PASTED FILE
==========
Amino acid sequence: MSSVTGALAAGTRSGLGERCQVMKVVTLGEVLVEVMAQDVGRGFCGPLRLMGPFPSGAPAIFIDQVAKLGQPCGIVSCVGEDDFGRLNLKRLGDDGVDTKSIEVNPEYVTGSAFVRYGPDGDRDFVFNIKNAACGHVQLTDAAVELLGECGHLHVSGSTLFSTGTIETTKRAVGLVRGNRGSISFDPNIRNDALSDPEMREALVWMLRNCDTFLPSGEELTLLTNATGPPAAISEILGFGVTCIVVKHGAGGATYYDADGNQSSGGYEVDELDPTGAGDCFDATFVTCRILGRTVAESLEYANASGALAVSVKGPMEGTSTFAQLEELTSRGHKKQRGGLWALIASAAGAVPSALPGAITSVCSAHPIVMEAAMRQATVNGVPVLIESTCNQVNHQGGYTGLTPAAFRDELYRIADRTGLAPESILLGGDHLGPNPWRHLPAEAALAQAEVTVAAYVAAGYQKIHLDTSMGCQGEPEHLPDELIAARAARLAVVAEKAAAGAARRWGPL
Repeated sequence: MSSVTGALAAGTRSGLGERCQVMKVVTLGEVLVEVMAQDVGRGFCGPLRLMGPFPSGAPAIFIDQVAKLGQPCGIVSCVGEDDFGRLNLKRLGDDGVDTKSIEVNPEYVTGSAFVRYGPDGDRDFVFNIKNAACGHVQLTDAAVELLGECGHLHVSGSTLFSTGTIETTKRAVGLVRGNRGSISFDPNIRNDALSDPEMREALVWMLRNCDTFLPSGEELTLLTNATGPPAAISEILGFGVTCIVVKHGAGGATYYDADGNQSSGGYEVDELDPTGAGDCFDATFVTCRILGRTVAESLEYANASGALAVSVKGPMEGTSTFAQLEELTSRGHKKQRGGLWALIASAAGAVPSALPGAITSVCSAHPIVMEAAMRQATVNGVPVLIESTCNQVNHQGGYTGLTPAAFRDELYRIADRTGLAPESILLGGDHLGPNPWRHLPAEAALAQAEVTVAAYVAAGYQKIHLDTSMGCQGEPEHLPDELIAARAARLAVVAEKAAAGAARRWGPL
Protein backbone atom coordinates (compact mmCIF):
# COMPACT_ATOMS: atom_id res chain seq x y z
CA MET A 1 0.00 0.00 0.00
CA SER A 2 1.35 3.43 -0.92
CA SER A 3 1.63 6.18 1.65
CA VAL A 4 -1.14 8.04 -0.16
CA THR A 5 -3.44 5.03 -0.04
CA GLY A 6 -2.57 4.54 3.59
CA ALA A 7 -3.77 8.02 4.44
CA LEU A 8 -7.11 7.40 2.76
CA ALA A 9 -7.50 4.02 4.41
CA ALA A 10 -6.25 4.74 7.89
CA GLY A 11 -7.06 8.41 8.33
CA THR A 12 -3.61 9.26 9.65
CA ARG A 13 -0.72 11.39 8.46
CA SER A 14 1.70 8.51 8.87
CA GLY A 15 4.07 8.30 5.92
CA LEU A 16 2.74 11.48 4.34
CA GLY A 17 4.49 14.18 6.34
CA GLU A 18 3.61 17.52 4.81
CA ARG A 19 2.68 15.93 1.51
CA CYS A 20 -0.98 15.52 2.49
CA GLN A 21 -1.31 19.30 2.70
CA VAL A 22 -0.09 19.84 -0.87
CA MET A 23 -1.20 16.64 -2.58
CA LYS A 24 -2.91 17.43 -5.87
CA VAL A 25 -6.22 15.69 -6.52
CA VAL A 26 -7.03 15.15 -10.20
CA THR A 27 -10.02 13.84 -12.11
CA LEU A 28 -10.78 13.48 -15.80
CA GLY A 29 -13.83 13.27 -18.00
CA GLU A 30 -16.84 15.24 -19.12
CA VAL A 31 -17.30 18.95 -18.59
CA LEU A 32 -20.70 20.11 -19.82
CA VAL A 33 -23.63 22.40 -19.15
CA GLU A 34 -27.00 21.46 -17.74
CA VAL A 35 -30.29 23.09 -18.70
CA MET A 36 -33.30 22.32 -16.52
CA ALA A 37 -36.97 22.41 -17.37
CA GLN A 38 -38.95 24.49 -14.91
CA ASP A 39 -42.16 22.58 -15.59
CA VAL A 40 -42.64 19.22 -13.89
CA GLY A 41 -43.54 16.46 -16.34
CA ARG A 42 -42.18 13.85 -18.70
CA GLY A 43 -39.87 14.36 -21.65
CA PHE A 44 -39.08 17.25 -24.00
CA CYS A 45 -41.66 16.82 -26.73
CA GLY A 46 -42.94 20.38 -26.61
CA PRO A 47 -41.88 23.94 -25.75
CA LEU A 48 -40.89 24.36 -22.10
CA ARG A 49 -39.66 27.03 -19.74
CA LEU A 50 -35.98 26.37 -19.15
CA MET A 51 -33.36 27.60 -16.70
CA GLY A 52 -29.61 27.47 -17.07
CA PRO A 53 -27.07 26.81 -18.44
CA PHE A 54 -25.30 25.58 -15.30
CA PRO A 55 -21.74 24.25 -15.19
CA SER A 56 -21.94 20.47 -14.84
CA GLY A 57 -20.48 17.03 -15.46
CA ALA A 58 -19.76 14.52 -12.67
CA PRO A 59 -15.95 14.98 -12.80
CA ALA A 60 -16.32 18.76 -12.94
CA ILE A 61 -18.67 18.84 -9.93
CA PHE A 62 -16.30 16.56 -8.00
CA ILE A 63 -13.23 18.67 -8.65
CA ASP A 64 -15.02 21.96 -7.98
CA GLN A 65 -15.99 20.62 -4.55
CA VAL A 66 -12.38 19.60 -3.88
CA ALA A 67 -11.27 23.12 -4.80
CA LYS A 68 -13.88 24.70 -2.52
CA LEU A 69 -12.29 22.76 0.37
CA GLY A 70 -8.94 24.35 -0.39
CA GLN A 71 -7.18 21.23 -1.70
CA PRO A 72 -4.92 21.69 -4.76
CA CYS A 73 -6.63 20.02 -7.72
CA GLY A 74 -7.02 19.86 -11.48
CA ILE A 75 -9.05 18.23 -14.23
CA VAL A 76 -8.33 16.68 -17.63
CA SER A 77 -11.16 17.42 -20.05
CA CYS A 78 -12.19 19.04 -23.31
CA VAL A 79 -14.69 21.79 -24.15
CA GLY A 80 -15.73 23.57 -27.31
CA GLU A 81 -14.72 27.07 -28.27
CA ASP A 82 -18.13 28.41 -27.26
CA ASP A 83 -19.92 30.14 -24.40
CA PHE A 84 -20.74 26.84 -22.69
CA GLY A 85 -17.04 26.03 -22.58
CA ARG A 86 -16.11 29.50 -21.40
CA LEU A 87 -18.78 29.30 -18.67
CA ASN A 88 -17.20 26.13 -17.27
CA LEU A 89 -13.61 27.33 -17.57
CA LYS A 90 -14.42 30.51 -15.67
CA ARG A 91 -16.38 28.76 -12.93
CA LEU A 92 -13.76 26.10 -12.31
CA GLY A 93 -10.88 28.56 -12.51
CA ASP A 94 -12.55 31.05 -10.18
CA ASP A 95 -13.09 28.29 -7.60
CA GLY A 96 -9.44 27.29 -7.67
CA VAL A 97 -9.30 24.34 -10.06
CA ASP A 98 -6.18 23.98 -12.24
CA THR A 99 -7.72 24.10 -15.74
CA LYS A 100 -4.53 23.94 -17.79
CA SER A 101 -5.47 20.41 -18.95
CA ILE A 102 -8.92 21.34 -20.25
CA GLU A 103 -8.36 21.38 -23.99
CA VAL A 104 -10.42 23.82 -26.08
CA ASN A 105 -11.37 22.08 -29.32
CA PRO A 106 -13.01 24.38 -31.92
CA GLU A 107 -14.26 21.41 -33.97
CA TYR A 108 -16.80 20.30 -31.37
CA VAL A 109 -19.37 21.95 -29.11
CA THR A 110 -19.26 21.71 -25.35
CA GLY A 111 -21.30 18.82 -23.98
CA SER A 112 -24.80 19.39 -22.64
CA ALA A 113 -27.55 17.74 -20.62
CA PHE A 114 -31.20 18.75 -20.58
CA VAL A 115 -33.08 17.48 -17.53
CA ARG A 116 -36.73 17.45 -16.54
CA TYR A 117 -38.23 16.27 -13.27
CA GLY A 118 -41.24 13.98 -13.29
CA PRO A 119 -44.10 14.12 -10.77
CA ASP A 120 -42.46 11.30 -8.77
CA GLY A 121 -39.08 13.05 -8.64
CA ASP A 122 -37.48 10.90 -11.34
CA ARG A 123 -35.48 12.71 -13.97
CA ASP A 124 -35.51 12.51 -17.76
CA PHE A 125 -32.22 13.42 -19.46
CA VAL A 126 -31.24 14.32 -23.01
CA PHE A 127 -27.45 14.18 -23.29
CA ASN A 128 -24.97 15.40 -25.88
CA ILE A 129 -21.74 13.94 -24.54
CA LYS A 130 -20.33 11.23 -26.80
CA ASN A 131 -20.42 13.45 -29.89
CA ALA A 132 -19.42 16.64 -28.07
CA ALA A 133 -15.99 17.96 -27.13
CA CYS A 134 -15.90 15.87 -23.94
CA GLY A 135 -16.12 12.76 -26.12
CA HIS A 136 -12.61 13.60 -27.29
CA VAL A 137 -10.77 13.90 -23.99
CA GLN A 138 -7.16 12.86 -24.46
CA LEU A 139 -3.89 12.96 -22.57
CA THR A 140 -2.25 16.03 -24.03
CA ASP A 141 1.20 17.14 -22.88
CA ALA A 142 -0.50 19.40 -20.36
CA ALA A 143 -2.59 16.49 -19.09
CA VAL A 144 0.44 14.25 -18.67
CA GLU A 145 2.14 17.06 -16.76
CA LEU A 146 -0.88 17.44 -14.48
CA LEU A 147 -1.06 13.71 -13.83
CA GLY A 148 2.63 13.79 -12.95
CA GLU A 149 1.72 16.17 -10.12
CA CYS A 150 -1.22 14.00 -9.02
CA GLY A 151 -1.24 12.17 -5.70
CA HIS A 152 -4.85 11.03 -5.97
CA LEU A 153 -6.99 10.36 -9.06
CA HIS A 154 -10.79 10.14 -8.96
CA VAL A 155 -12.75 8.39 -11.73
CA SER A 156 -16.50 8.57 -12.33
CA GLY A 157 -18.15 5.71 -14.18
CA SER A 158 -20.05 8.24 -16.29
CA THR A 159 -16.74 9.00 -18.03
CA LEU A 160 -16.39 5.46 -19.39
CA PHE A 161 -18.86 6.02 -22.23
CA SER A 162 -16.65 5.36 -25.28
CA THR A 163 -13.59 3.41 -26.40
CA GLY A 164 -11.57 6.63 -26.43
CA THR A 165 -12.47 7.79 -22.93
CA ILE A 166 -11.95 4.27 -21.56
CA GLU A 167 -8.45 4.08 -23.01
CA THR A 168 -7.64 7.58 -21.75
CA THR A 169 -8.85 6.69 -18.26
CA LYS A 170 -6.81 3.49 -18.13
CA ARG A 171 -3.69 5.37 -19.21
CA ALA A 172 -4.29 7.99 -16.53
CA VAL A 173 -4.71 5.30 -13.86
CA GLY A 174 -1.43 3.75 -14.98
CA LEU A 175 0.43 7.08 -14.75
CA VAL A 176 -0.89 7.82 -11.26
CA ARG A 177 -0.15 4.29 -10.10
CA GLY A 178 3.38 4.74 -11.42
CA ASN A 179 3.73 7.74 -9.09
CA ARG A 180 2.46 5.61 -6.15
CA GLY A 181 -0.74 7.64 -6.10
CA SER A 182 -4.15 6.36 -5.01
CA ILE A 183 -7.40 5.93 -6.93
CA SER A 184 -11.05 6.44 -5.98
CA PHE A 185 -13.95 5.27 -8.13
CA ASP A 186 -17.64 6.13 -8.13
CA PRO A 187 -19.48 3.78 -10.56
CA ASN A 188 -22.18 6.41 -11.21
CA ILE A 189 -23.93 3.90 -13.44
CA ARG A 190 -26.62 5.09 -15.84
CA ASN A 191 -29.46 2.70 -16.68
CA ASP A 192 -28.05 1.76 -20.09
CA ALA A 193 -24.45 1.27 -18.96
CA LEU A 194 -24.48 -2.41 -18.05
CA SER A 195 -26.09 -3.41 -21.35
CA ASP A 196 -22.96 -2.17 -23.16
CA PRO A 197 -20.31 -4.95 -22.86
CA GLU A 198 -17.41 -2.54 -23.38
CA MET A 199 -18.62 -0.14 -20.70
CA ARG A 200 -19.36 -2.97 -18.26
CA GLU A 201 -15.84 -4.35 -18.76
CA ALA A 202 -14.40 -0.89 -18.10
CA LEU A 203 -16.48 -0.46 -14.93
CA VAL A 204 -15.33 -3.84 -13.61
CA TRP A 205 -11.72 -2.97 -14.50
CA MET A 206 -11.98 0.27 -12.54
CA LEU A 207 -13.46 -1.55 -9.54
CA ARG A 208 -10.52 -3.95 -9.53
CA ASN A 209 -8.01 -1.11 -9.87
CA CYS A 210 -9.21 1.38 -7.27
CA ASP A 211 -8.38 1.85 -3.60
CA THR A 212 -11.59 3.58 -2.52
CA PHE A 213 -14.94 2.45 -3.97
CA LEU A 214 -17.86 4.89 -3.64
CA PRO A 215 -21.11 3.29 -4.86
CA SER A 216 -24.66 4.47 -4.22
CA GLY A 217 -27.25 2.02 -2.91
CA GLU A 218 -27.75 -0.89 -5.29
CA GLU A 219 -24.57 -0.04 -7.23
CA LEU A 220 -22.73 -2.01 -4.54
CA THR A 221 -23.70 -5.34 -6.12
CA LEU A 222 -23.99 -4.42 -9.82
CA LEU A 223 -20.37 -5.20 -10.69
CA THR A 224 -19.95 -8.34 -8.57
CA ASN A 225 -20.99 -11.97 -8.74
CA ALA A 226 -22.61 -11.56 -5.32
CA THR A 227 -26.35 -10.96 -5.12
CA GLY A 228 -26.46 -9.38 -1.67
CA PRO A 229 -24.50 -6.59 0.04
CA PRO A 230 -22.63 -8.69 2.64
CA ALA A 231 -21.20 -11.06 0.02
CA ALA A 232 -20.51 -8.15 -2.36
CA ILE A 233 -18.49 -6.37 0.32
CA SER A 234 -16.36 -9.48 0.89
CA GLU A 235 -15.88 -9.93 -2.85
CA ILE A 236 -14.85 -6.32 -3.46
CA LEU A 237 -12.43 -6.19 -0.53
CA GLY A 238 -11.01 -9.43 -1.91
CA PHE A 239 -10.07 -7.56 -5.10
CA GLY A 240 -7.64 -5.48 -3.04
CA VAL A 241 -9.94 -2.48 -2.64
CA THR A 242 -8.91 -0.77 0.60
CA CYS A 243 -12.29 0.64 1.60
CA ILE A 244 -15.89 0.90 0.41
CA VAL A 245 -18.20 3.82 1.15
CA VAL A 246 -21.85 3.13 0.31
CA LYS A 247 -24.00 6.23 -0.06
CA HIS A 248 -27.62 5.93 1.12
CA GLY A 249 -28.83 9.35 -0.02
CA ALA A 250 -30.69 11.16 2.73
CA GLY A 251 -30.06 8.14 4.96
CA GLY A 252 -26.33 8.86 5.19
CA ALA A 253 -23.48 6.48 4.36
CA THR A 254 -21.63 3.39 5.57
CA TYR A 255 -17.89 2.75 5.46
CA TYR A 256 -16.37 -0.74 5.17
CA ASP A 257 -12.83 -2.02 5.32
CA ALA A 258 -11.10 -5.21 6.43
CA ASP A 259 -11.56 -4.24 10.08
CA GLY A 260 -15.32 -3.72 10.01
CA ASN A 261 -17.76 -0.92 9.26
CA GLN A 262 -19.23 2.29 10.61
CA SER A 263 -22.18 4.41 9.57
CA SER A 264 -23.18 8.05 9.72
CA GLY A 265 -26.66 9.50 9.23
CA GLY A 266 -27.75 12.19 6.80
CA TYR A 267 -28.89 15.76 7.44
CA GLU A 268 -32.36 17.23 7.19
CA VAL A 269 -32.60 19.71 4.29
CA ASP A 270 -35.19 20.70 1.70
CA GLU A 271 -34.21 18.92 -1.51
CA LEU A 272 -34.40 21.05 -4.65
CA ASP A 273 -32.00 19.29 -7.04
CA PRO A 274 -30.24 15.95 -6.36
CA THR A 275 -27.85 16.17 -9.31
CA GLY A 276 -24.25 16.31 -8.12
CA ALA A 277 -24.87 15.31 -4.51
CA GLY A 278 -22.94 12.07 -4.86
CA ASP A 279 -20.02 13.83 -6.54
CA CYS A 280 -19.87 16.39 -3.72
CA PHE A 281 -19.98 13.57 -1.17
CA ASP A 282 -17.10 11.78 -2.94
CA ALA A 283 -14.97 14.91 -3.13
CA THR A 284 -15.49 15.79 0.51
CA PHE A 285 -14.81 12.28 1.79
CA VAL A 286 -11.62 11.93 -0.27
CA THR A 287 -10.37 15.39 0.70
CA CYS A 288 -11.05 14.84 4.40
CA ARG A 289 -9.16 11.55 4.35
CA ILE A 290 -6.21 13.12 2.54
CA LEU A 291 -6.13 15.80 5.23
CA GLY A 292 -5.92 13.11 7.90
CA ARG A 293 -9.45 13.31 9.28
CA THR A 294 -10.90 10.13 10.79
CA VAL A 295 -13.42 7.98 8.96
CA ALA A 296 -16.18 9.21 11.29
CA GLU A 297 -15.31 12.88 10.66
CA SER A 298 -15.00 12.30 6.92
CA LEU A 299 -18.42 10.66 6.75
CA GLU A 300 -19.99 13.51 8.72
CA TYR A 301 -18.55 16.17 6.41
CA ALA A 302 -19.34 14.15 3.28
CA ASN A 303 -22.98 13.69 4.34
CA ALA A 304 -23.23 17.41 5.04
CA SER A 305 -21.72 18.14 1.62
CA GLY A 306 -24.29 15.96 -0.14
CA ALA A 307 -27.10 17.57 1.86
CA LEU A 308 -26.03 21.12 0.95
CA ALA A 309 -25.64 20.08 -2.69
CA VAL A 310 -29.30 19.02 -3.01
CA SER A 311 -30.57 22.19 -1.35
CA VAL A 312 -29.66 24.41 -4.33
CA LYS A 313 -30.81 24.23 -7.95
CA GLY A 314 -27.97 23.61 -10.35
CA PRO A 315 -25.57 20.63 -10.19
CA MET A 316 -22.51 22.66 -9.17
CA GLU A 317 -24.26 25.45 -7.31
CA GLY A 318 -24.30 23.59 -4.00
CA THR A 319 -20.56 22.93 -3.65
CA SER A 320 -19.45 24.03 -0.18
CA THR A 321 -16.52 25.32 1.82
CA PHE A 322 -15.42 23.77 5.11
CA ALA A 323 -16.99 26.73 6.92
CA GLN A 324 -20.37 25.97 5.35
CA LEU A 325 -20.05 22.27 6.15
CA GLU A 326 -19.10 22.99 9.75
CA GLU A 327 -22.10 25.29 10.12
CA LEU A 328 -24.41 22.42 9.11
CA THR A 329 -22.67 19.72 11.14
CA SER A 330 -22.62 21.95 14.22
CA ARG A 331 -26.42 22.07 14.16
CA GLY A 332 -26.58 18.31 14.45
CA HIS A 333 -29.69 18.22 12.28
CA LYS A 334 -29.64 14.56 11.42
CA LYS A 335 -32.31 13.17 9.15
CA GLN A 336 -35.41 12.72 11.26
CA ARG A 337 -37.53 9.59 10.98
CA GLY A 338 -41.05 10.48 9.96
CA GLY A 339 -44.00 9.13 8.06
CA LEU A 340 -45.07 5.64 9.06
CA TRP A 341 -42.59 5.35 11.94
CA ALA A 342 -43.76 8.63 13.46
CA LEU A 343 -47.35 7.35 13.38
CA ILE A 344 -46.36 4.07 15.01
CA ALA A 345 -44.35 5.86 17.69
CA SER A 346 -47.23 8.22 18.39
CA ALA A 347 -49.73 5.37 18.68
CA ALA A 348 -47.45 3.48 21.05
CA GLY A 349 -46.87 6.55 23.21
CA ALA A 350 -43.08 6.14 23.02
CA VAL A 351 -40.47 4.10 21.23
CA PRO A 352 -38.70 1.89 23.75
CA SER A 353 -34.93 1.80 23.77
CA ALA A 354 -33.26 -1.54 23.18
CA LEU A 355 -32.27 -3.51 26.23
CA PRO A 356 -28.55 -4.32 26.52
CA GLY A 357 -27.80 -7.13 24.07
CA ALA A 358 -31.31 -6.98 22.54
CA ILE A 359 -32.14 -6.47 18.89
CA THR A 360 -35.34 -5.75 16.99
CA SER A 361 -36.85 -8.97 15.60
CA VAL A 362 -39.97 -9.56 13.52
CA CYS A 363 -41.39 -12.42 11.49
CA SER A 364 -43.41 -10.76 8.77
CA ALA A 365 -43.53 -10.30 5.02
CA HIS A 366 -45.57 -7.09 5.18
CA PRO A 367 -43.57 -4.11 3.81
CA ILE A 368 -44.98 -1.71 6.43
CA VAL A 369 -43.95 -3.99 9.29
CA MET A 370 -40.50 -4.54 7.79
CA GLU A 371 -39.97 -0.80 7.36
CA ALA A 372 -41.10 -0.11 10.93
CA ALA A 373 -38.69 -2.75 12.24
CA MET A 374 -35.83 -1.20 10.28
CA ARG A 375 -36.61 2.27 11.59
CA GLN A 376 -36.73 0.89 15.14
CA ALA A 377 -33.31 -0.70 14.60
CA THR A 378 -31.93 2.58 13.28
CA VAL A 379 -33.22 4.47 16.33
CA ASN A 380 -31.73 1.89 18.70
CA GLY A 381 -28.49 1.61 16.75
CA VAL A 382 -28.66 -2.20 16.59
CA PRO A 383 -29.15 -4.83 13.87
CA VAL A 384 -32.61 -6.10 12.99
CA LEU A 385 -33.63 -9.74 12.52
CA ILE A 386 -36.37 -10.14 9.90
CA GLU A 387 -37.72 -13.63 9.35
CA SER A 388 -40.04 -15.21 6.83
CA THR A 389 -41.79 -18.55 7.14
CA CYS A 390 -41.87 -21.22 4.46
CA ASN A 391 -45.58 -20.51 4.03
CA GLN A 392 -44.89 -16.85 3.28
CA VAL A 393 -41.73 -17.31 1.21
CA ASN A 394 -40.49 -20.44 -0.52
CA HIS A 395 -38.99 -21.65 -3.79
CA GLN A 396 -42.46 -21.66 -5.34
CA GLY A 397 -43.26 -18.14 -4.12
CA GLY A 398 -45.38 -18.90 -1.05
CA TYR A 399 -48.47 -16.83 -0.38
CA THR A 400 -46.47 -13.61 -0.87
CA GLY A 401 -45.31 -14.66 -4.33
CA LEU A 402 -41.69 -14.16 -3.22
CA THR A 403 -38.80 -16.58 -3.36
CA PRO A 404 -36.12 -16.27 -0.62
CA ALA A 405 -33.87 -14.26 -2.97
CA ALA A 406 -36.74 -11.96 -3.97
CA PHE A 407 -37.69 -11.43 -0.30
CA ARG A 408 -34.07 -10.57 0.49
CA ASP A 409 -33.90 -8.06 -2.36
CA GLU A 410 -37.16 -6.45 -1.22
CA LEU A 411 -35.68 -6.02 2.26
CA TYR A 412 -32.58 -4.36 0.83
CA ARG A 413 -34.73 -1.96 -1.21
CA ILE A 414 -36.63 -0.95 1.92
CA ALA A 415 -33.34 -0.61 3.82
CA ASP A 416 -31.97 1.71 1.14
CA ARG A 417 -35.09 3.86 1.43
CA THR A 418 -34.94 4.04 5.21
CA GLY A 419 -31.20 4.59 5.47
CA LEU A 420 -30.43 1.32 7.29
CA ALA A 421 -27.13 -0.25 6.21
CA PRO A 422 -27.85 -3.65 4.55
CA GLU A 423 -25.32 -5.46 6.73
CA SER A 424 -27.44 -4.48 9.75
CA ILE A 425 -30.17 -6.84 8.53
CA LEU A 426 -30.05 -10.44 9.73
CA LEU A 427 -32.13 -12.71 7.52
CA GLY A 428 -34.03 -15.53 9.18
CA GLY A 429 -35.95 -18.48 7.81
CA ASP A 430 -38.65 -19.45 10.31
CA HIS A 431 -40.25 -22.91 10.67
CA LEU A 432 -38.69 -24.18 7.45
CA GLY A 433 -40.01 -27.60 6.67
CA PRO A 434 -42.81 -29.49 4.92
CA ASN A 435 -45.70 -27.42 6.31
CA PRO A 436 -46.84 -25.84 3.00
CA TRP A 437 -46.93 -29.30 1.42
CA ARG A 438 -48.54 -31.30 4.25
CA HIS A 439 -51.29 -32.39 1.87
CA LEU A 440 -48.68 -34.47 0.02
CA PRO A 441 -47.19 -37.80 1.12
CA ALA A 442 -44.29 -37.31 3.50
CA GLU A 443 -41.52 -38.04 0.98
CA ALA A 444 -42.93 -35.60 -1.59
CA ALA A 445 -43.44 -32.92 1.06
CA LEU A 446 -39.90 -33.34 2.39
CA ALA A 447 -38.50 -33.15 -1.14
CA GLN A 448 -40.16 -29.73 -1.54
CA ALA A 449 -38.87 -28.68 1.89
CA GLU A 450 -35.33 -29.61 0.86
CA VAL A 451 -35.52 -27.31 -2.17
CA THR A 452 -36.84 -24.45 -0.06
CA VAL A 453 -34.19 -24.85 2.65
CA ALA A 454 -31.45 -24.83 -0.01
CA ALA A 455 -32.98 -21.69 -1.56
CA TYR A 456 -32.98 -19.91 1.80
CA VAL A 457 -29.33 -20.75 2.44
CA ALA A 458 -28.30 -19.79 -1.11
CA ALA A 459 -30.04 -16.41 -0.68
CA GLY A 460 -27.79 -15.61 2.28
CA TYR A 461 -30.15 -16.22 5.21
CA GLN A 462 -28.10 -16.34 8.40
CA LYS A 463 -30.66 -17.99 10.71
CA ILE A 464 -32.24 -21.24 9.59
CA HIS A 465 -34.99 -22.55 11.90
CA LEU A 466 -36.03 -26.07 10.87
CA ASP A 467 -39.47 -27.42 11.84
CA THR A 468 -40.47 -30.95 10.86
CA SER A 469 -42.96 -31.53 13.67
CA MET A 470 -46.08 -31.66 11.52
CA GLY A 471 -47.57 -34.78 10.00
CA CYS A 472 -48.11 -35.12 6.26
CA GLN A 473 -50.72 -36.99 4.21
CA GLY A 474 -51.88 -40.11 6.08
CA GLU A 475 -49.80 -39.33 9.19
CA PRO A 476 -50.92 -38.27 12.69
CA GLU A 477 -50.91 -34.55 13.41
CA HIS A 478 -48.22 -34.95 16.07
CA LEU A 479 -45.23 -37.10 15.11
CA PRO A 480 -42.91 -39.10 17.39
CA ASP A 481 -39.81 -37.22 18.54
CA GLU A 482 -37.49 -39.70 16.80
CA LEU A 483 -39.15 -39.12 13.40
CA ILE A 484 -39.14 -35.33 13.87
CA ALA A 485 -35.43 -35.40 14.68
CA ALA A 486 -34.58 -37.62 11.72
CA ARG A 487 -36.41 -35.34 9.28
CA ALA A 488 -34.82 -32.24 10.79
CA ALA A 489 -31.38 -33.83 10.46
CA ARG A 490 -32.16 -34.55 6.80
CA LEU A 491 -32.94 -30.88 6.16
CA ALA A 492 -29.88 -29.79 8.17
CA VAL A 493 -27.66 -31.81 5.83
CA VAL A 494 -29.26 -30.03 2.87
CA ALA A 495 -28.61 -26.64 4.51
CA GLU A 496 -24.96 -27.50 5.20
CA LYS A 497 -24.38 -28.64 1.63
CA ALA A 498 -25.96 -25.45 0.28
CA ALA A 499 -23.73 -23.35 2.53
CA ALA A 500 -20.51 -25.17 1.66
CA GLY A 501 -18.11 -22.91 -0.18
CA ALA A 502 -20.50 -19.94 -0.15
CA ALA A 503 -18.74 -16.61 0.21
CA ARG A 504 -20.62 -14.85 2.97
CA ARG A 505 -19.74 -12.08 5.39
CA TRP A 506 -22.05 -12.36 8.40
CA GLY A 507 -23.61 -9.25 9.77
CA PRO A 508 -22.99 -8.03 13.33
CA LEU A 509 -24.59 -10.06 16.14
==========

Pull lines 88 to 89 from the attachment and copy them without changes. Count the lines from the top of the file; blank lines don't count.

CA PHE A 84 -20.74 26.84 -22.69
CA GLY A 85 -17.04 26.03 -22.58